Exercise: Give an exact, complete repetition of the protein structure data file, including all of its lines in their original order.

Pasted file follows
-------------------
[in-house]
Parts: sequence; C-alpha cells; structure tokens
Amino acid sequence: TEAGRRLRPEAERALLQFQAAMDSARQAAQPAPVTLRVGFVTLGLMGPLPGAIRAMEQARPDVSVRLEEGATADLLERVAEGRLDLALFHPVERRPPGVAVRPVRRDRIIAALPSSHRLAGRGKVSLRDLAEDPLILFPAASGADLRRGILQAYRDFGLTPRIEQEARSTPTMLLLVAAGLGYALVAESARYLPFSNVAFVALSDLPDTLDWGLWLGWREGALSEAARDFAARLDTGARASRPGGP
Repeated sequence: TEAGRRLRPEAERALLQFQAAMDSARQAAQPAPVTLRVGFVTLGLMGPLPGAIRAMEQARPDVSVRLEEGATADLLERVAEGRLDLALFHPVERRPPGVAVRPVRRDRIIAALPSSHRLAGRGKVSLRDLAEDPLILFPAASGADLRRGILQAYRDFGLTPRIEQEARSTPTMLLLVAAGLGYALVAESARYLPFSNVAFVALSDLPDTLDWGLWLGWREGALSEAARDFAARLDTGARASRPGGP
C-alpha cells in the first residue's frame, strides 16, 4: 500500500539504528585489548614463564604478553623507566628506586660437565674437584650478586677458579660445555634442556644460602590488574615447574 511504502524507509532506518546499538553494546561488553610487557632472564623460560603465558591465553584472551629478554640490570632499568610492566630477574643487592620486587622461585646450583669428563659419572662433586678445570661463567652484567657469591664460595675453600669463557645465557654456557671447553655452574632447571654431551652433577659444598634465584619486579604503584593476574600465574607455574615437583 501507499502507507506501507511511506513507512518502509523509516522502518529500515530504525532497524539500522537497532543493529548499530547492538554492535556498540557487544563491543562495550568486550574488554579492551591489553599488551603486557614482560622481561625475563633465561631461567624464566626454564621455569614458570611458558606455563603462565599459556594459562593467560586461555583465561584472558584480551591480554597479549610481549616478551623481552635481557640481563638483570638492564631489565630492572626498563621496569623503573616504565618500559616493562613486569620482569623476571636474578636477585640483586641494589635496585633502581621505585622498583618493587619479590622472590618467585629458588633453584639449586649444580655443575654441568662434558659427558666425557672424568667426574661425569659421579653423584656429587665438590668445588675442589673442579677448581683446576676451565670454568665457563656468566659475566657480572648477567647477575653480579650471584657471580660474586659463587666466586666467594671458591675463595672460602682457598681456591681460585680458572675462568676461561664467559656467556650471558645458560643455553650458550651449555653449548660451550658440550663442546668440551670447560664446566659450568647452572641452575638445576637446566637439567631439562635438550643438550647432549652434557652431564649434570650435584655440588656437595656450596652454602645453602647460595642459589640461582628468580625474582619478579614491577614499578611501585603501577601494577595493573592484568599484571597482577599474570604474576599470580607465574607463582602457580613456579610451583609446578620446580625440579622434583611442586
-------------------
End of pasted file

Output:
[in-house]
Parts: sequence; C-alpha cells; structure tokens
Amino acid sequence: TEAGRRLRPEAERALLQFQAAMDSARQAAQPAPVTLRVGFVTLGLMGPLPGAIRAMEQARPDVSVRLEEGATADLLERVAEGRLDLALFHPVERRPPGVAVRPVRRDRIIAALPSSHRLAGRGKVSLRDLAEDPLILFPAASGADLRRGILQAYRDFGLTPRIEQEARSTPTMLLLVAAGLGYALVAESARYLPFSNVAFVALSDLPDTLDWGLWLGWREGALSEAARDFAARLDTGARASRPGGP
Repeated sequence: TEAGRRLRPEAERALLQFQAAMDSARQAAQPAPVTLRVGFVTLGLMGPLPGAIRAMEQARPDVSVRLEEGATADLLERVAEGRLDLALFHPVERRPPGVAVRPVRRDRIIAALPSSHRLAGRGKVSLRDLAEDPLILFPAASGADLRRGILQAYRDFGLTPRIEQEARSTPTMLLLVAAGLGYALVAESARYLPFSNVAFVALSDLPDTLDWGLWLGWREGALSEAARDFAARLDTGARASRPGGP
C-alpha cells in the first residue's frame, strides 16, 4: 500500500539504528585489548614463564604478553623507566628506586660437565674437584650478586677458579660445555634442556644460602590488574615447574 511504502524507509532506518546499538553494546561488553610487557632472564623460560603465558591465553584472551629478554640490570632499568610492566630477574643487592620486587622461585646450583669428563659419572662433586678445570661463567652484567657469591664460595675453600669463557645465557654456557671447553655452574632447571654431551652433577659444598634465584619486579604503584593476574600465574607455574615437583 501507499502507507506501507511511506513507512518502509523509516522502518529500515530504525532497524539500522537497532543493529548499530547492538554492535556498540557487544563491543562495550568486550574488554579492551591489553599488551603486557614482560622481561625475563633465561631461567624464566626454564621455569614458570611458558606455563603462565599459556594459562593467560586461555583465561584472558584480551591480554597479549610481549616478551623481552635481557640481563638483570638492564631489565630492572626498563621496569623503573616504565618500559616493562613486569620482569623476571636474578636477585640483586641494589635496585633502581621505585622498583618493587619479590622472590618467585629458588633453584639449586649444580655443575654441568662434558659427558666425557672424568667426574661425569659421579653423584656429587665438590668445588675442589673442579677448581683446576676451565670454568665457563656468566659475566657480572648477567647477575653480579650471584657471580660474586659463587666466586666467594671458591675463595672460602682457598681456591681460585680458572675462568676461561664467559656467556650471558645458560643455553650458550651449555653449548660451550658440550663442546668440551670447560664446566659450568647452572641452575638445576637446566637439567631439562635438550643438550647432549652434557652431564649434570650435584655440588656437595656450596652454602645453602647460595642459589640461582628468580625474582619478579614491577614499578611501585603501577601494577595493573592484568599484571597482577599474570604474576599470580607465574607463582602457580613456579610451583609446578620446580625440579622434583611442586